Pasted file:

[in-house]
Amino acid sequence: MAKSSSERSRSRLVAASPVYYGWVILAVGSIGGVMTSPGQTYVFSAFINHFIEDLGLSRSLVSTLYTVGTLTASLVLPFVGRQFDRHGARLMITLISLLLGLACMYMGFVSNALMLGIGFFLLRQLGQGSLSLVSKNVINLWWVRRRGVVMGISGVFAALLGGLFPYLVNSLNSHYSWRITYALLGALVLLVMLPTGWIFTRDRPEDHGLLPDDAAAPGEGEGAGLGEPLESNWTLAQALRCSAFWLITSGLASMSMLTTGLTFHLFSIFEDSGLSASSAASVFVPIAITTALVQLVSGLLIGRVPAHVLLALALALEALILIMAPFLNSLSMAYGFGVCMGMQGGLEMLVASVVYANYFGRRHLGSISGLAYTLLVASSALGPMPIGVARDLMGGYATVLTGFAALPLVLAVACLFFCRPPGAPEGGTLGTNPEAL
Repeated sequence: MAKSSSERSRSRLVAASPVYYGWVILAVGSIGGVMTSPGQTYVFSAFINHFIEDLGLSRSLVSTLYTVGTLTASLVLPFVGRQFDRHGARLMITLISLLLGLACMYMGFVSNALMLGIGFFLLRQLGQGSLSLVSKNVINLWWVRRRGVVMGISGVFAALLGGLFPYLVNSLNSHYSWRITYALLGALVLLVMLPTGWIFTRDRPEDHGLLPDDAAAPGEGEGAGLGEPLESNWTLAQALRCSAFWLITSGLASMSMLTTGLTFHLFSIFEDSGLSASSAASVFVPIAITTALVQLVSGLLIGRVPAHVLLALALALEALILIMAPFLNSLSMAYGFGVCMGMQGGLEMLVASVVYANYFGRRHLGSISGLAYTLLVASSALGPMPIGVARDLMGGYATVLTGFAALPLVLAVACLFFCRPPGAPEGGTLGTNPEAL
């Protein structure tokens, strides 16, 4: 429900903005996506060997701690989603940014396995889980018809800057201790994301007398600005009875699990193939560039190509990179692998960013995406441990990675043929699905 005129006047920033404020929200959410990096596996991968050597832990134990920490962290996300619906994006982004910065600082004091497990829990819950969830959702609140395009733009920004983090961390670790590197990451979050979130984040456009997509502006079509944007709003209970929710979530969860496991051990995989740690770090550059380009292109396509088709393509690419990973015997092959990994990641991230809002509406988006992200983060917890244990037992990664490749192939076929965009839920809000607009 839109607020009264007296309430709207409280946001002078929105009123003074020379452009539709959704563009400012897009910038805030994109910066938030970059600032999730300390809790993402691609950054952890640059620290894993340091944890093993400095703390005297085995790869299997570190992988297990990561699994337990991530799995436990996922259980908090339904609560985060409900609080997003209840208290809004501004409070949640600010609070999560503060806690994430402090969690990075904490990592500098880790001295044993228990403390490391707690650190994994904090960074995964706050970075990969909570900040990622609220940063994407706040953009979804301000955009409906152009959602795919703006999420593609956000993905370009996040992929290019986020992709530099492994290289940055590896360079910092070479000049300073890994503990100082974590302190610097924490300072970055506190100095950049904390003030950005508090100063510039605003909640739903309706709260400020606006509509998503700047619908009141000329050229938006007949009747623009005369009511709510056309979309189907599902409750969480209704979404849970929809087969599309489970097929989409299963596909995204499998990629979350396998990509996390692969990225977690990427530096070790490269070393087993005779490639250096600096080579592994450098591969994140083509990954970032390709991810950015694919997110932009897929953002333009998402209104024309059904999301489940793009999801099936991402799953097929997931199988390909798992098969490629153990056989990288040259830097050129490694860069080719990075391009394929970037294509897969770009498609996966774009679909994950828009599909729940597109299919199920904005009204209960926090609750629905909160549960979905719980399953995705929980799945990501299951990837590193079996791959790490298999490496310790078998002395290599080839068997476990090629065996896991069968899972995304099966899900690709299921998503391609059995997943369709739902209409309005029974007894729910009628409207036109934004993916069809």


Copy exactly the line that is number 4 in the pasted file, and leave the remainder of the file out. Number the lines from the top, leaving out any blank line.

């Protein structure tokens, strides 16, 4: 429900903005996506060997701690989603940014396995889980018809800057201790994301007398600005009875699990193939560039190509990179692998960013995406441990990675043929699905 005129006047920033404020929200959410990096596996991968050597832990134990920490962290996300619906994006982004910065600082004091497990829990819950969830959702609140395009733009920004983090961390670790590197990451979050979130984040456009997509502006079509944007709003209970929710979530969860496991051990995989740690770090550059380009292109396509088709393509690419990973015997092959990994990641991230809002509406988006992200983060917890244990037992990664490749192939076929965009839920809000607009 839109607020009264007296309430709207409280946001002078929105009123003074020379452009539709959704563009400012897009910038805030994109910066938030970059600032999730300390809790993402691609950054952890640059620290894993340091944890093993400095703390005297085995790869299997570190992988297990990561699994337990991530799995436990996922259980908090339904609560985060409900609080997003209840208290809004501004409070949640600010609070999560503060806690994430402090969690990075904490990592500098880790001295044993228990403390490391707690650190994994904090960074995964706050970075990969909570900040990622609220940063994407706040953009979804301000955009409906152009959602795919703006999420593609956000993905370009996040992929290019986020992709530099492994290289940055590896360079910092070479000049300073890994503990100082974590302190610097924490300072970055506190100095950049904390003030950005508090100063510039605003909640739903309706709260400020606006509509998503700047619908009141000329050229938006007949009747623009005369009511709510056309979309189907599902409750969480209704979404849970929809087969599309489970097929989409299963596909995204499998990629979350396998990509996390692969990225977690990427530096070790490269070393087993005779490639250096600096080579592994450098591969994140083509990954970032390709991810950015694919997110932009897929953002333009998402209104024309059904999301489940793009999801099936991402799953097929997931199988390909798992098969490629153990056989990288040259830097050129490694860069080719990075391009394929970037294509897969770009498609996966774009679909994950828009599909729940597109299919199920904005009204209960926090609750629905909160549960979905719980399953995705929980799945990501299951990837590193079996791959790490298999490496310790078998002395290599080839068997476990090629065996896991069968899972995304099966899900690709299921998503391609059995997943369709739902209409309005029974007894729910009628409207036109934004993916069809």